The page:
So let’s get into choosing a colour scheme. Sandy wrote in and asked me, “Do you start with a multi-coloured print or a solid that you love?” As I’ve mentioned, sometimes I do like to start with a particular fabric. You can use the dots on the selvedge to pull fabrics that will match the feature fabric, but a really fun new way I discovered recently is to use my smart phone. There are some brilliant new free apps out there that can be really effective in helping to put together a colour scheme.

The app I’ve been playing with lately, and which is currently my favourite, is the Koj Lite app. Koj is super simple to use. When you open the app it has a colour scheme of six colours. You simply swipe left until you find a colour scheme you like. When you’ve chosen your colours, screen shot or save it to your photos. If you like the scheme but one of the colours doesn’t work for you, you can just tap on that colour — it will change the colour until you’re happy with the colour scheme.

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I really liked this colour scheme but I thought the beige was a bit too dull, so I tapped on the beige until I found this lovely purple. You can keep playing with your colours until you’re happy, then simply take this picture to your stash or fabric store and use it as inspiration to pull your fabrics.

Another app I love is the Color Republic app. Here you can upload a photo you’ve taken and it will put together a colour scheme for you by pulling colours from the image. This app has lots of pictures already built in or you can use your own photos.

A great way to use this app is to ask the person you’re making a quilt for to send you a picture of the room that the quilt needs to fit into. They could also send you a picture that they love because of the colours in it. A few minutes of playing in the app and you will have a colour scheme that you know they will love.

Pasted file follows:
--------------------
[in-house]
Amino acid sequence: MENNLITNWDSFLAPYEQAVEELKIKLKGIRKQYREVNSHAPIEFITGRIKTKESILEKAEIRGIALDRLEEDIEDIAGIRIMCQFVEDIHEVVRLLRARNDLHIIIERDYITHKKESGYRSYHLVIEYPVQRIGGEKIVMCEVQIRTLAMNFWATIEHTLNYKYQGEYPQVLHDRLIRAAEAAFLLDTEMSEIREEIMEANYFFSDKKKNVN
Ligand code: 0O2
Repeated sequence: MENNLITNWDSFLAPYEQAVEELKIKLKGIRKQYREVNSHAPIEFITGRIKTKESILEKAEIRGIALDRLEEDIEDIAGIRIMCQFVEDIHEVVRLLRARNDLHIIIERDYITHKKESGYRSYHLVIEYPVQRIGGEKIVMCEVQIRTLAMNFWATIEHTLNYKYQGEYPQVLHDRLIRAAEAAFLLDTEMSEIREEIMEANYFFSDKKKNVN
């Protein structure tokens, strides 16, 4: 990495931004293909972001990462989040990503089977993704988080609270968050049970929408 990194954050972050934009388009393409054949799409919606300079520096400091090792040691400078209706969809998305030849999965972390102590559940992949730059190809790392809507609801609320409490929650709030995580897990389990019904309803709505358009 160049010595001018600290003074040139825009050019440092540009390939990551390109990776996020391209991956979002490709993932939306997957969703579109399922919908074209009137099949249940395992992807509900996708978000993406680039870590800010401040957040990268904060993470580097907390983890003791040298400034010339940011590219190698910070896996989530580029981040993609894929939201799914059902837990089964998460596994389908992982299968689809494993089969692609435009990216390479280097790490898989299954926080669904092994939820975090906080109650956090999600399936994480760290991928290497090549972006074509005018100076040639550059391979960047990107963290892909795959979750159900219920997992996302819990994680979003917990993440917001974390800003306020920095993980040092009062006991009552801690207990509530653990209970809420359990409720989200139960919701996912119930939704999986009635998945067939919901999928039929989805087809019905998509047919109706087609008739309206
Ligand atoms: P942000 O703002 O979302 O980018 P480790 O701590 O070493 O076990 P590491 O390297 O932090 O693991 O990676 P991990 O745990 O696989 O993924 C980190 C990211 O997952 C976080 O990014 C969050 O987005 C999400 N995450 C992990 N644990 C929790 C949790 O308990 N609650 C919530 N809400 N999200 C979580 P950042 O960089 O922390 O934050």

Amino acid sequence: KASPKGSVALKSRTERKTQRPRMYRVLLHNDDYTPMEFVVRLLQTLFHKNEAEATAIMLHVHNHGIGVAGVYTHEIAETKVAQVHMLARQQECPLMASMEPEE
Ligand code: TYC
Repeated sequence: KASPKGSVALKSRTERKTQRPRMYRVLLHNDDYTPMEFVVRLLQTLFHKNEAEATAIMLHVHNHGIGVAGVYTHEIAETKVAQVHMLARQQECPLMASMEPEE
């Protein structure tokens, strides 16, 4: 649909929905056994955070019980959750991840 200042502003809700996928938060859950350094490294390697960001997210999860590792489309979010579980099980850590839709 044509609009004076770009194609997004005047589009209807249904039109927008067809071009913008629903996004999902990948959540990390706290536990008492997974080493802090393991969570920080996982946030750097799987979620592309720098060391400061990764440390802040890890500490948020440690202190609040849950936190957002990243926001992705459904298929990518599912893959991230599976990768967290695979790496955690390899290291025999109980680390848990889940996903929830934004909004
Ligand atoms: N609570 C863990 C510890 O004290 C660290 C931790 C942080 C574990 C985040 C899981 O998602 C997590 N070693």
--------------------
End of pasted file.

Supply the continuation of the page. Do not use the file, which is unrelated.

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My husband sent me this picture of some stunning rocks and I thought I could use it as inspiration for a background of an appliqué quilt. I uploaded the picture to the Color Republic app and was surprised to find the blue it picked up. I can’t wait to pull some fabric to match it.

If you don’t have a smart phone, there is also a great website that is similar to Colour Republic, called the Color Palette Generator by Canva. This website works by using its inspiration pictures, or upload a picture of your room or just a picture that you love and see which colours it picks for you. The only downfall of this website is that you can’t play with the colours, so it only gives you one colour scheme from your photo. I used this picture from a holiday in the Isle of Pines, Noumea. This would be a fantastic colour scheme for a more traditional quilt.

Colour Wheel Apps

If you feel you need to use a colour wheel, there is a really great app simply called Color Wheel; it shows you ways to create the traditional Complementary, Triadic and Analogous and more colour schemes.

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So grab your phone and get playing — you will have dozens of colour schemes in no time.

Happy stitching!

Paula Storm